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AGW NEWSLETTER

Issue 4

AGW

Newsletter

April 2018 WWW.ARLOESIGWYNEDDWLEDIG.COM

ISSUE #4

Arloesi Gwynedd Wledig – What’s been happening? by Eleth

Peate, AGW Marketing Officer.

Welcome to the latest edition of Arloesi’s newsletter. Over the last few months we’ve had many new projects approved. In the last LAG meeting, 12 projects were approved, which means we’re going to be very busy! We’ve also got some updates on our ongoing projects for you.

LoRaWan: Exploring the benefits of LoRaWAN technology and the internet of things. The first Internet of Things playground in Wales has launched in Gwynedd this month.

Arloesi Gwynedd Wledig are working in partnership with Glynllifon Farm College and Gwynedd Council's enterprise 'Digital Gwynedd' to trial this new technology and see what the potential benefits for farmers could be.

The Internet of Things simply is about connecting devices over the internet, letting them talk to us, with applications, and with each other. LoRaWAN is the technology that is used for the network and it allows for things to talk to the internet without 3G or WiFi.

Rhodri Owen, Farm Manager at Glynllifon Farm College explains “We’re always looking for new ways to help farmers. To do that we need their input, so together we can find solutions with the help of this latest technology.”

This technology could be very useful in the agricultural world, with potential to develop new ways of monitoring the environment or keeping an eye on livestock movement.

In February we hosted a workshop at Glynllifon College for anybody interested in learning about the potential of LoRaWAN and the Internet of Things. We showed real examples of the technology working on the farm and figured out how it could help businesses.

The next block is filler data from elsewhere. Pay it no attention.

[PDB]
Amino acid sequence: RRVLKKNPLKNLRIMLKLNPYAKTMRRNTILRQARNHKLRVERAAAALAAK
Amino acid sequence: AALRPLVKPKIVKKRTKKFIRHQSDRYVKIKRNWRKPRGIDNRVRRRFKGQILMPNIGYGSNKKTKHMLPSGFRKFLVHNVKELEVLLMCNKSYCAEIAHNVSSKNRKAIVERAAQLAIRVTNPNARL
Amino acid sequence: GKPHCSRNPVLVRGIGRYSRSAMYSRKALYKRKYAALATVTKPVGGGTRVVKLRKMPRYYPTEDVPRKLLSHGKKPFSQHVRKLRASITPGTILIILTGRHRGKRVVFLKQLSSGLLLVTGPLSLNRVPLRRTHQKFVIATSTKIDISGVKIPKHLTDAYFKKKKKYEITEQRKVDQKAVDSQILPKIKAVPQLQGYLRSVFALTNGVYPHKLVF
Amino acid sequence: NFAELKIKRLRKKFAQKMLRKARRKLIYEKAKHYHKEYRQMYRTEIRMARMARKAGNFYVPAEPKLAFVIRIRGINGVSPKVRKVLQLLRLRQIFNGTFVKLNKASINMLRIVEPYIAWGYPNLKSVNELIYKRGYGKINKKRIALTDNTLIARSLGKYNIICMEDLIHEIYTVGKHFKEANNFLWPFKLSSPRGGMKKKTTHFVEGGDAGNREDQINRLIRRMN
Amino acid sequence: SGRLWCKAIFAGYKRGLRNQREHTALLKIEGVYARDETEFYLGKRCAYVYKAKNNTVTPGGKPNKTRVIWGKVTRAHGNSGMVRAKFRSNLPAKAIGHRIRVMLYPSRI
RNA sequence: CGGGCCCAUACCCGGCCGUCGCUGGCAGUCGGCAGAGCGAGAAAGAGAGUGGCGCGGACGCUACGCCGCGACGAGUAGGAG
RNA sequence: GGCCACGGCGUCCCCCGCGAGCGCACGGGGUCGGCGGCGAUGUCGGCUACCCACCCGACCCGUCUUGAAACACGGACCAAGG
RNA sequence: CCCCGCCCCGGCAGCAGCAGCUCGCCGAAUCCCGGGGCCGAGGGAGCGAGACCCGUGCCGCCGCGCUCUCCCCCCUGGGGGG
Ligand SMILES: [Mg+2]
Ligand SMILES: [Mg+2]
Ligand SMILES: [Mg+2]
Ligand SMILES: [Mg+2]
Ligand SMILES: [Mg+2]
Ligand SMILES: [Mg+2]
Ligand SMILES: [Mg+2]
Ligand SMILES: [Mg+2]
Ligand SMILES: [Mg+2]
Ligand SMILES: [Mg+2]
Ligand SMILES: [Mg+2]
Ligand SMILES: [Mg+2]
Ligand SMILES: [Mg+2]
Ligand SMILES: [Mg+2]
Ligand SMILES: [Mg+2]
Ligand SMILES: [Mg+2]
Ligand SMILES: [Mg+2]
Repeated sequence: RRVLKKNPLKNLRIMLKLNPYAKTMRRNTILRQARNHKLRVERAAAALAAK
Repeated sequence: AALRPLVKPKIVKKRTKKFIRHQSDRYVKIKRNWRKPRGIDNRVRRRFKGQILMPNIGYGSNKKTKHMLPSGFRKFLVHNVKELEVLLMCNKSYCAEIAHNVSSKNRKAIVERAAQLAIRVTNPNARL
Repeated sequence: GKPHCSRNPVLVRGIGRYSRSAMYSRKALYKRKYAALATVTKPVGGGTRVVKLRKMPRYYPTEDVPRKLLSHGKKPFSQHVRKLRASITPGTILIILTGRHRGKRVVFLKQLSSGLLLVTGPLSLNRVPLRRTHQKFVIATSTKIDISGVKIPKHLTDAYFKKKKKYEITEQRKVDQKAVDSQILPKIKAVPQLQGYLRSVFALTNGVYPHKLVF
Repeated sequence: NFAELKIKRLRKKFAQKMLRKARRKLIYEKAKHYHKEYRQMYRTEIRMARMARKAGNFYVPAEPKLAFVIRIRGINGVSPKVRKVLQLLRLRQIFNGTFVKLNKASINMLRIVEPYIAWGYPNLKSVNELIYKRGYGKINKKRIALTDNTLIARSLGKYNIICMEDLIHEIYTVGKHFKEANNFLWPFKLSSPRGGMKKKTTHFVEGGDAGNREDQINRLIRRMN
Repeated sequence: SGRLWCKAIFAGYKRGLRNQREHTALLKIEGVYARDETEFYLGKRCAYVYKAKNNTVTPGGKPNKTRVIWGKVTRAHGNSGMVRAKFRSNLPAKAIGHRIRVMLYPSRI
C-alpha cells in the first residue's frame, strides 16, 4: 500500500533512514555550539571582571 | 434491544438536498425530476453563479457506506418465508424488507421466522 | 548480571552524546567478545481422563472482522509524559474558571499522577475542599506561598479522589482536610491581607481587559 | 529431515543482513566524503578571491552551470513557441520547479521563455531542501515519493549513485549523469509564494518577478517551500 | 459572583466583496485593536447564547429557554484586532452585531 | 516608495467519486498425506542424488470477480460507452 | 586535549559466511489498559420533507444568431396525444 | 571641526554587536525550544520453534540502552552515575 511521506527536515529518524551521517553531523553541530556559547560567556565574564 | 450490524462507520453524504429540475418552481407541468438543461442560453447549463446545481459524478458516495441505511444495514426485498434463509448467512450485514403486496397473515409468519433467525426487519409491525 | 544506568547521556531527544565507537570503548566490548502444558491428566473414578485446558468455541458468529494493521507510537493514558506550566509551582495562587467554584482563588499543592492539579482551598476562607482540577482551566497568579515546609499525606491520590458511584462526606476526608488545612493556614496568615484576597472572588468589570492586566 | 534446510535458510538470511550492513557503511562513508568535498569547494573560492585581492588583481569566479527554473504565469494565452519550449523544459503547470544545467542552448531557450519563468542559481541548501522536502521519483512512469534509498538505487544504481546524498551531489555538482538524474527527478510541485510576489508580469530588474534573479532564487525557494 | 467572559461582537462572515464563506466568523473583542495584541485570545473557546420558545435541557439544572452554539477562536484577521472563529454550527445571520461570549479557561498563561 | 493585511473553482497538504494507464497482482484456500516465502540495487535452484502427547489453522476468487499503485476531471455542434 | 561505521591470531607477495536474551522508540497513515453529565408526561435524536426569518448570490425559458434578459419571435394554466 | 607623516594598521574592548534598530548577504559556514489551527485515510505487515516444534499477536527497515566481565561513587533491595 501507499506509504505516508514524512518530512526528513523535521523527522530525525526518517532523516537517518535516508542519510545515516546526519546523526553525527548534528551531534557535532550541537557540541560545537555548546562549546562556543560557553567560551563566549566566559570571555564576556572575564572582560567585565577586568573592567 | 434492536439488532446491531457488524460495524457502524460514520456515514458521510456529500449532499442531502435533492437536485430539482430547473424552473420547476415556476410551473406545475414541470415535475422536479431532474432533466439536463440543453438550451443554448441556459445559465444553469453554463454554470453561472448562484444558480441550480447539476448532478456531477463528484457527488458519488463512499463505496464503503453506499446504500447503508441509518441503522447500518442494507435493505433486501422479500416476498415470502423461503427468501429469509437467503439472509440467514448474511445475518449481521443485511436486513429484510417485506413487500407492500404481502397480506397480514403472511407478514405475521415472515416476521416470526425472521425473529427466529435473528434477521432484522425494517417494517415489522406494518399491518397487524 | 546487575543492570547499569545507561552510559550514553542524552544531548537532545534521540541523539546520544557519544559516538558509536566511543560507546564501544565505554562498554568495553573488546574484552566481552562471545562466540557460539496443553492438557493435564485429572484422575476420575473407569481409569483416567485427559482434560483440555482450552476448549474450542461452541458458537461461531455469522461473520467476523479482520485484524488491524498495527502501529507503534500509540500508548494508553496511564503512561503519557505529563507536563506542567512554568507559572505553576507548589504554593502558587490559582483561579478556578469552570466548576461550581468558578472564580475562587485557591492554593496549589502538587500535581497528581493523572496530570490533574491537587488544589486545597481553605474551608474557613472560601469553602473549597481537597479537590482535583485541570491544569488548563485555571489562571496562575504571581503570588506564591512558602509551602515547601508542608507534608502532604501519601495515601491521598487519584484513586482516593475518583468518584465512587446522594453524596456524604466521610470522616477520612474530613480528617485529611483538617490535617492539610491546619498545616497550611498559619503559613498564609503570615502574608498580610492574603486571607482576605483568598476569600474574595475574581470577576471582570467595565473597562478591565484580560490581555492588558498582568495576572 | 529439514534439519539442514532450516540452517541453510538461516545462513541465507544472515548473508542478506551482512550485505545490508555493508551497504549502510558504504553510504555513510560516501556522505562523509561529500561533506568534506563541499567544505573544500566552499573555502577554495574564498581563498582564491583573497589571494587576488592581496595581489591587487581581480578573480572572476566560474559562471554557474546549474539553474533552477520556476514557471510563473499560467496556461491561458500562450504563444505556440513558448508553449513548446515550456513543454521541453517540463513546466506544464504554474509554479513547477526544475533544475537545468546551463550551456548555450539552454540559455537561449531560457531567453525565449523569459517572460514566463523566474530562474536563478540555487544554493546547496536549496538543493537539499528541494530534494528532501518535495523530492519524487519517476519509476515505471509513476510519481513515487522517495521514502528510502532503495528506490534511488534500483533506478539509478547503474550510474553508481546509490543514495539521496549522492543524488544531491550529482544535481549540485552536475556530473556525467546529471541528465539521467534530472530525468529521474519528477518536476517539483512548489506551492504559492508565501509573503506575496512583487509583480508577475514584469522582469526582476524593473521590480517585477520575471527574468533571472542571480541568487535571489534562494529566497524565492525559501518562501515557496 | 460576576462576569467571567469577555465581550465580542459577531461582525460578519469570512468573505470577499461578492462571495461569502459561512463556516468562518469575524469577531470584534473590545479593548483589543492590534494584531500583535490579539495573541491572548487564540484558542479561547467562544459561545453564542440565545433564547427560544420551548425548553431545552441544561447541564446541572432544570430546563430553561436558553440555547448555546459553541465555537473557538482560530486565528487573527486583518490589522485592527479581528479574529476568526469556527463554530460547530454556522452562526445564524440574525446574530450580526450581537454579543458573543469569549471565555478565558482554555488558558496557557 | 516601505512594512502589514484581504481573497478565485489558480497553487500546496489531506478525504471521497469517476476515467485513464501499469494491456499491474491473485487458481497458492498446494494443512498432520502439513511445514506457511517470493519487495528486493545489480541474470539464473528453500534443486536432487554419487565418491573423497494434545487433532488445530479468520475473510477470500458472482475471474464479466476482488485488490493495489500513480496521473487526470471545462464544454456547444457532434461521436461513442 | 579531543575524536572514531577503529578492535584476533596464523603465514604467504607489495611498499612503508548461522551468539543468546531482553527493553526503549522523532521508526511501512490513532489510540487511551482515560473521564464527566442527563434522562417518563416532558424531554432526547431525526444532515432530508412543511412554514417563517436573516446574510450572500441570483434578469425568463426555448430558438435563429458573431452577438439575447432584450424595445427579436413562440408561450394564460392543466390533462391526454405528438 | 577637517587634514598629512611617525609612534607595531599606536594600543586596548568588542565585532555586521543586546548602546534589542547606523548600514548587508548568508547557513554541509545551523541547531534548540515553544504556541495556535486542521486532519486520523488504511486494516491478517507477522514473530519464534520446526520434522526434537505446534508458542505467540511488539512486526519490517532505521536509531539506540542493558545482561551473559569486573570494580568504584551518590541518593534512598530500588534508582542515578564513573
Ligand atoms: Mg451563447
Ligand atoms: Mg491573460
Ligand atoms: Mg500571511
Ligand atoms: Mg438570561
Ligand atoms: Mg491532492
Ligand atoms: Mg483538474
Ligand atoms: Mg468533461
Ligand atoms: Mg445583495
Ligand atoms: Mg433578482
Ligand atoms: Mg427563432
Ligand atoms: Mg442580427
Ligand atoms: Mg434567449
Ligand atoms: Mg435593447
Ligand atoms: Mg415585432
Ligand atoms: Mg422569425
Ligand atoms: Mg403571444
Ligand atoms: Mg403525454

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Over the next few months Glynllifon College will be testing various ways of using this new technology on the farm. This information can then be shared with the industry across Gwynedd, to make sure other farmers make the most of the technology available. Click below for video:

On the 5th of February at the Royal Victoria Hotel in Llanberis, Snowdonia Giving was proud to announce that they have raised £10,500, this is in addition to the £3500 that was raised last year! We also hosted another workshop in March which was intended for people who wanted a deeper understanding of how sensors are configured to send data to the internet or to apps on your mobile phone. Councillor Ioan Thomas, Cabinet Member for Economic Development added “These workshops have been a great opportunity for farmers and anyone interested in the Internet of Things and LoRaWan to learn more about the technology’s potential. The possibilities are endless, and the benefits will be remarkable for Gwynedd businesses.”

Visitor Giving: Would tourists make a small contribution to protect the area they are visiting? Snowdonia is under threat, we need to ensure that it retains its beauty, natural diversity and unique appeal. That’s why Snowdonia Giving is making sure it’s giving a little back to protect its future. Over the past 18 months, Snowdonia Giving has worked very closely with almost 60 local businesses to raise money to help support its wonderful environment, wildlife and community.

The money raised will be going towards the Cwellyn Path repair work. There was significant damage to the path at the beginning of the season, and the Snowdonia National Park Authority is estimating the repairs will cost £40,000. Snowdonia National Park have generously agreed to match Snowdonia Giving’s total pound for pound, which means this vital project will now receive £21,000!

Rhian Hughes from Arloesi explains “The money we’ve raised will be of great help to this project. The necessary work will be completed much quicker thanks to this cash injection, which means visitors will be able to enjoy this peaceful path once again.” Currently, each year Snowdon welcomes approximately over half a million visitors. This totals more than the visitors to Ben Nevis, Scafell Pike Everest combined! This obviously has an impact on the environment and Snowdonia Giving provides an opportunity for visitors to give a little in return for their enjoyment.


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In January 2017 Snowdonia Giving announced they had raised £3500. This first round of money went towards funding an accredited course, ran by the Snowdonia Society, and taught traditional conservation skills on the mountains for 48 young people. The latest sum of £10,500 which Snowdonia Giving has raised during the second round of fundraising shows how much the project has grown and evolved in the last year.